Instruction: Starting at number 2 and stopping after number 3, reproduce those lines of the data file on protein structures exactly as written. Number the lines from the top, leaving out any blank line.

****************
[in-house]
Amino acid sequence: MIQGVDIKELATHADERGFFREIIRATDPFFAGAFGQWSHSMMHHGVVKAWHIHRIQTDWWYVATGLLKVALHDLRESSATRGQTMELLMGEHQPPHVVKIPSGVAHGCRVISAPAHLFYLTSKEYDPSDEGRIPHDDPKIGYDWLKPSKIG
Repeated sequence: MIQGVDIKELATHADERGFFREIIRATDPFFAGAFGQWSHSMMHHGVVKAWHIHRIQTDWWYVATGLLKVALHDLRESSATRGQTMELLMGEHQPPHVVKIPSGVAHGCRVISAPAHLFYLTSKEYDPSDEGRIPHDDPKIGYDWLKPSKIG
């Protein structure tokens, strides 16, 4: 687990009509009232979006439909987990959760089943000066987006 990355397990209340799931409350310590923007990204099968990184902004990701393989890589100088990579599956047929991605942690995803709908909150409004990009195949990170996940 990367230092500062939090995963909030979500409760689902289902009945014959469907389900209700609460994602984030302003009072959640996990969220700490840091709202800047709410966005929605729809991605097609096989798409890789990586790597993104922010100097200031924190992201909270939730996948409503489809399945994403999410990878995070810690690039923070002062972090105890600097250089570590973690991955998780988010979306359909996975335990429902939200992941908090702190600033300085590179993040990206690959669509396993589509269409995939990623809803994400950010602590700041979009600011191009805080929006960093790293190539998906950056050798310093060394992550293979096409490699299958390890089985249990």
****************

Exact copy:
Amino acid sequence: MIQGVDIKELATHADERGFFREIIRATDPFFAGAFGQWSHSMMHHGVVKAWHIHRIQTDWWYVATGLLKVALHDLRESSATRGQTMELLMGEHQPPHVVKIPSGVAHGCRVISAPAHLFYLTSKEYDPSDEGRIPHDDPKIGYDWLKPSKIG
Repeated sequence: MIQGVDIKELATHADERGFFREIIRATDPFFAGAFGQWSHSMMHHGVVKAWHIHRIQTDWWYVATGLLKVALHDLRESSATRGQTMELLMGEHQPPHVVKIPSGVAHGCRVISAPAHLFYLTSKEYDPSDEGRIPHDDPKIGYDWLKPSKIG